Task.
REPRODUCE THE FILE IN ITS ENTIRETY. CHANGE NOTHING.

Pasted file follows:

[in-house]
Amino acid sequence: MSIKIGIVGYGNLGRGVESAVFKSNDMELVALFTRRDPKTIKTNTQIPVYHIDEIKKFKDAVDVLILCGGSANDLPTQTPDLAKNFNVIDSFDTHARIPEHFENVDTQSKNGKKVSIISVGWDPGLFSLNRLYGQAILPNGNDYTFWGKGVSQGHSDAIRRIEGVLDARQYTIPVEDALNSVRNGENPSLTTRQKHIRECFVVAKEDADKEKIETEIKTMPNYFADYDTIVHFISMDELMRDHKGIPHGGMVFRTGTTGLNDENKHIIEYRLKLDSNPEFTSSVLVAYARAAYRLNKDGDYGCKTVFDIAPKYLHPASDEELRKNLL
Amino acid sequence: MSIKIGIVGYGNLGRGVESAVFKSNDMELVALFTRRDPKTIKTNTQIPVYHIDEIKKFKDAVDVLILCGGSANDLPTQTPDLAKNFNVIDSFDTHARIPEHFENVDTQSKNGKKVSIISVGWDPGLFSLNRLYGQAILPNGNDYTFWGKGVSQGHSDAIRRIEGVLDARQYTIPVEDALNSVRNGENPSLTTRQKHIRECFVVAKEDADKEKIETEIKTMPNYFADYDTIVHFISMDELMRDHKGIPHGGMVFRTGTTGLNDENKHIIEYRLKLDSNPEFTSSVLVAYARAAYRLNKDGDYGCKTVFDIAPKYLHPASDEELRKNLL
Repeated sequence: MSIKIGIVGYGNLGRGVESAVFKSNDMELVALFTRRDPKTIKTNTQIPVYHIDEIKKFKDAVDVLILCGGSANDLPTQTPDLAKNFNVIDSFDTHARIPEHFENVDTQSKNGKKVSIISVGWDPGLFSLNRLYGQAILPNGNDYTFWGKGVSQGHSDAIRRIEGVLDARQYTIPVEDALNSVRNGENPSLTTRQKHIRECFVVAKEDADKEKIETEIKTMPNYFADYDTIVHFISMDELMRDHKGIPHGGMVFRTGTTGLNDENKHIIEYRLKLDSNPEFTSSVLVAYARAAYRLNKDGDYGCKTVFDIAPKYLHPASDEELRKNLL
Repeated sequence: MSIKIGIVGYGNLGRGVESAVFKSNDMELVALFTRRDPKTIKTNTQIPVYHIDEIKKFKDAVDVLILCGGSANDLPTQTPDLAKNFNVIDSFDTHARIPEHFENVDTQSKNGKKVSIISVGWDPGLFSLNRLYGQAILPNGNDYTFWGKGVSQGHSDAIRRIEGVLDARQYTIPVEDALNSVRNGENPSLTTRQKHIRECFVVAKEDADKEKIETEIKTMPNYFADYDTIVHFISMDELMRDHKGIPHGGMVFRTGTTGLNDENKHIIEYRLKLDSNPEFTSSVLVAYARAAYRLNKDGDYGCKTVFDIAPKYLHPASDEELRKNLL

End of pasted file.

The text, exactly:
[in-house]
Amino acid sequence: MSIKIGIVGYGNLGRGVESAVFKSNDMELVALFTRRDPKTIKTNTQIPVYHIDEIKKFKDAVDVLILCGGSANDLPTQTPDLAKNFNVIDSFDTHARIPEHFENVDTQSKNGKKVSIISVGWDPGLFSLNRLYGQAILPNGNDYTFWGKGVSQGHSDAIRRIEGVLDARQYTIPVEDALNSVRNGENPSLTTRQKHIRECFVVAKEDADKEKIETEIKTMPNYFADYDTIVHFISMDELMRDHKGIPHGGMVFRTGTTGLNDENKHIIEYRLKLDSNPEFTSSVLVAYARAAYRLNKDGDYGCKTVFDIAPKYLHPASDEELRKNLL
Amino acid sequence: MSIKIGIVGYGNLGRGVESAVFKSNDMELVALFTRRDPKTIKTNTQIPVYHIDEIKKFKDAVDVLILCGGSANDLPTQTPDLAKNFNVIDSFDTHARIPEHFENVDTQSKNGKKVSIISVGWDPGLFSLNRLYGQAILPNGNDYTFWGKGVSQGHSDAIRRIEGVLDARQYTIPVEDALNSVRNGENPSLTTRQKHIRECFVVAKEDADKEKIETEIKTMPNYFADYDTIVHFISMDELMRDHKGIPHGGMVFRTGTTGLNDENKHIIEYRLKLDSNPEFTSSVLVAYARAAYRLNKDGDYGCKTVFDIAPKYLHPASDEELRKNLL
Repeated sequence: MSIKIGIVGYGNLGRGVESAVFKSNDMELVALFTRRDPKTIKTNTQIPVYHIDEIKKFKDAVDVLILCGGSANDLPTQTPDLAKNFNVIDSFDTHARIPEHFENVDTQSKNGKKVSIISVGWDPGLFSLNRLYGQAILPNGNDYTFWGKGVSQGHSDAIRRIEGVLDARQYTIPVEDALNSVRNGENPSLTTRQKHIRECFVVAKEDADKEKIETEIKTMPNYFADYDTIVHFISMDELMRDHKGIPHGGMVFRTGTTGLNDENKHIIEYRLKLDSNPEFTSSVLVAYARAAYRLNKDGDYGCKTVFDIAPKYLHPASDEELRKNLL
Repeated sequence: MSIKIGIVGYGNLGRGVESAVFKSNDMELVALFTRRDPKTIKTNTQIPVYHIDEIKKFKDAVDVLILCGGSANDLPTQTPDLAKNFNVIDSFDTHARIPEHFENVDTQSKNGKKVSIISVGWDPGLFSLNRLYGQAILPNGNDYTFWGKGVSQGHSDAIRRIEGVLDARQYTIPVEDALNSVRNGENPSLTTRQKHIRECFVVAKEDADKEKIETEIKTMPNYFADYDTIVHFISMDELMRDHKGIPHGGMVFRTGTTGLNDENKHIIEYRLKLDSNPEFTSSVLVAYARAAYRLNKDGDYGCKTVFDIAPKYLHPASDEELRKNLL